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Mustard Greens: 8 Steps to Planting This Leafy Green for Better Health

Mustard greens are nutritious fast-growing leafy greens from the Brassicaceae family, which also includes cabbage, broccoli, and kale.

Like other greens, they’re low in calories but high in vitamins A, C, and K, as well as fiber.

They thrive in most climates, growing best in the spring and fall–an ideal cool-weather crop. Mustards grow equally well in a container or in the ground and don’t require much space. Although relatively easy to grow and care for, there are a few things to keep in mind to ensure a healthy crop.

Frequently Asked Questions about Mustard Greens

Below are the answers to some of the commonly asked questions about these leafy greens—before we get to the step-by-step growing guide.

How long does it take to grow mustard greens? Or better put… How long does it take to grow mustard greens from seed?

This will depend on the mustard variety you choose to grow.

Some cultivars like Osaka Purple, take as little as 35 days from seed to harvest, while others can take up to 60 days.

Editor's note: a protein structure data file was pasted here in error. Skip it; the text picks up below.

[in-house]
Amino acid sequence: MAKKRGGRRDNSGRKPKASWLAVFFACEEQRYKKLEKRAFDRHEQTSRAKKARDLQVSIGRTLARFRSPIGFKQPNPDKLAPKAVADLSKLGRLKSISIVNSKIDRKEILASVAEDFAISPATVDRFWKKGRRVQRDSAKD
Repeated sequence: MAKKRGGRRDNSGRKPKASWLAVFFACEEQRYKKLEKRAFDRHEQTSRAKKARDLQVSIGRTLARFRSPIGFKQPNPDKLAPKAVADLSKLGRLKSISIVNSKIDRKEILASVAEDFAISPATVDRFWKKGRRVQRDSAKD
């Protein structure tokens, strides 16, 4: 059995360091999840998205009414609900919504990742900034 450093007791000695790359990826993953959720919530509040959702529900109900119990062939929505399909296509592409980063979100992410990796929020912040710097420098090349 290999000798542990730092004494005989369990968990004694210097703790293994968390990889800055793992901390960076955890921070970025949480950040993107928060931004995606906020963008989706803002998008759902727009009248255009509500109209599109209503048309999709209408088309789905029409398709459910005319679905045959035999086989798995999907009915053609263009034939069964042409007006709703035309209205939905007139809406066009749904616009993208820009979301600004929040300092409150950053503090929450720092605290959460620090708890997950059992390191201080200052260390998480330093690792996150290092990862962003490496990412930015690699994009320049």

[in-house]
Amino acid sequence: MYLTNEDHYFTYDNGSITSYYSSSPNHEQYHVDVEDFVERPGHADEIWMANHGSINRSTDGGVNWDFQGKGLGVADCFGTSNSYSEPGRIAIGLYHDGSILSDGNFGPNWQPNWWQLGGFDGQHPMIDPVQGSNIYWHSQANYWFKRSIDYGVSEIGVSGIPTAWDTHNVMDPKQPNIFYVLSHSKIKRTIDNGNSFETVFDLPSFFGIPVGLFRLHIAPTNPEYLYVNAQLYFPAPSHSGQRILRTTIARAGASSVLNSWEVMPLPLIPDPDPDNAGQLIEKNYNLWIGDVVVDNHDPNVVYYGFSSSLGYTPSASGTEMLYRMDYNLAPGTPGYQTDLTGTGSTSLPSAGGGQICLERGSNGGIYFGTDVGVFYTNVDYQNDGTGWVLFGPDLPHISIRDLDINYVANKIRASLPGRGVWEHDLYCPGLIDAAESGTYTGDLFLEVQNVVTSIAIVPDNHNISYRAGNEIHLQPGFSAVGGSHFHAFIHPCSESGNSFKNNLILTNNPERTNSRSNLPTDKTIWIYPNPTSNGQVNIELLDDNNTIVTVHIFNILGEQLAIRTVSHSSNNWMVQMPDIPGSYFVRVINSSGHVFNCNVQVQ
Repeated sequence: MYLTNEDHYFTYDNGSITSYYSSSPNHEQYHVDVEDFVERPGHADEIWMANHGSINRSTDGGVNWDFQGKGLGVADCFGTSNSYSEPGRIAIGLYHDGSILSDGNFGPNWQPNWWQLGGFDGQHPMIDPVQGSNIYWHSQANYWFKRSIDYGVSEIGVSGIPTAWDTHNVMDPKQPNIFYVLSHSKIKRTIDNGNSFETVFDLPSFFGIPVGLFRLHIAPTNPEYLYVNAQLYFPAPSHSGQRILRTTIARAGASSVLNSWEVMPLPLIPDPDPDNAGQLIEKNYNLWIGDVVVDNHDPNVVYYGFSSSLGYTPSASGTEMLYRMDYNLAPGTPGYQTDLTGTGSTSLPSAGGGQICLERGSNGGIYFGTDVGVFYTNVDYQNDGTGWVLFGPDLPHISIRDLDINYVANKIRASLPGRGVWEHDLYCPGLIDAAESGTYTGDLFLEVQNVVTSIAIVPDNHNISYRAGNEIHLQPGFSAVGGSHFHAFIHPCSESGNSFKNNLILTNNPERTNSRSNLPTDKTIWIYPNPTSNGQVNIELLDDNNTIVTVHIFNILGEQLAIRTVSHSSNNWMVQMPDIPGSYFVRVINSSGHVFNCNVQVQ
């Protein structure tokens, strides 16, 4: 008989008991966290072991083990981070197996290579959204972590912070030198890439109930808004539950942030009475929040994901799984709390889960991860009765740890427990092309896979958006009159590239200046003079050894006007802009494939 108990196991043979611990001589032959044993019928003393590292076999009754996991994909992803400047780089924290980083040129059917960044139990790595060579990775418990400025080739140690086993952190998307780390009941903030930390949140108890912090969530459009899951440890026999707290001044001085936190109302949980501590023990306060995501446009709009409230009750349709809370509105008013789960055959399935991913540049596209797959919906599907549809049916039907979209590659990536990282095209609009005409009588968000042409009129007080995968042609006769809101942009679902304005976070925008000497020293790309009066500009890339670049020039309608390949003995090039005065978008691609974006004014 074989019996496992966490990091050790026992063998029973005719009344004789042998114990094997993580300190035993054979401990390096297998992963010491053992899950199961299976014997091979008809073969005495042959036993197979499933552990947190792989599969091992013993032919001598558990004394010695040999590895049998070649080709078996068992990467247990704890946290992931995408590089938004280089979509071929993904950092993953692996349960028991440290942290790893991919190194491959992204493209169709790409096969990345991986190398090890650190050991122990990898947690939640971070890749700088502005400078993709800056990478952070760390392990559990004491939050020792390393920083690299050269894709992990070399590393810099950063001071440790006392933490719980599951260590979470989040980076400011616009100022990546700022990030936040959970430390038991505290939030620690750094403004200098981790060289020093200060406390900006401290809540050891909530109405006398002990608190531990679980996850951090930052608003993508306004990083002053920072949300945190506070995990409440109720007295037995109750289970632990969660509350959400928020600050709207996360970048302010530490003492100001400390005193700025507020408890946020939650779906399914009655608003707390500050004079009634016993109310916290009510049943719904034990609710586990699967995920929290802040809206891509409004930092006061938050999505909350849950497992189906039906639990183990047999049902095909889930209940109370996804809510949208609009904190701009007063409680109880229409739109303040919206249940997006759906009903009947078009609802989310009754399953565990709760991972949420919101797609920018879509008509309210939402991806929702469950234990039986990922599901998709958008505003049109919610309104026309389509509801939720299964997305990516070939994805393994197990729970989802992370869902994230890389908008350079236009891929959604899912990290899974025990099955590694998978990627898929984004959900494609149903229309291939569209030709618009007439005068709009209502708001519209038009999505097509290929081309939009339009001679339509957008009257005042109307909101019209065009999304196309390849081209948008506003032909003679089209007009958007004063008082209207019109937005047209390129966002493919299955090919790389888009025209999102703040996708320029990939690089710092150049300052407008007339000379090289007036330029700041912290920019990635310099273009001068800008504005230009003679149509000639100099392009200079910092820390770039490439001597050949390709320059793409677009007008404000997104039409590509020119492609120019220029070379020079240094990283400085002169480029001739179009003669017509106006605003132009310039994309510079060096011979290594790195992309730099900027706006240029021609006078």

What month do you plant mustard greens in?

For a spring mustard crop, sow the seeds two to four weeks before your area’s last expected spring frost. This plant will germinate in soil above 40° F.

If you want the greens as part of your fall garden, start the plants in early fall, as the summer heat will cause the plants to bolt.

Is it too late to plant mustard greens?

It’s not too late to plant mustard greens if the weather is still warm enough in your region.

Mustard greens can tolerate some frost, so in cooler climates, they may still survive if planted in the late winter or early spring.

Do mustard greens come back every year?

No, mustard greens are an annual plant, meaning they only last for one growing season.

Can mustard greens be transplanted?

Yes, mustards can be transplanted. However, plan to move them when they’re still young.

How do you transplant mustard greens?

While some ask, ‘How do you transplant mustard greens from seedlings?’ others wonder, ‘How do you transplant wild mustard?’

The truth is that the transplant process is pretty much similar to when you start your own seeds or buy starter plants.

And so, for a successful transplant, begin by choosing a sunny spot in your garden with well-drained soil.

Then gently remove the plant from its current location, ensuring to get as much of the root system as possible. Replant it in the prepared area and water well. Keep the soil moist but not soggy until the plant is established.

Are mustard plants invasive?

Mustards are generally considered non-invasive; however, they can self-seed and spread rapidly if left unchecked.

To tame this behavior, be sure to remove spent plants and flowers before they go to seed.

Are mustard greens anti-inflammatory?

Yes, mustard greens are rich in vitamins A and C and potent antioxidants (quercetin and kaempferol), all of which have been shown to help fight inflammation.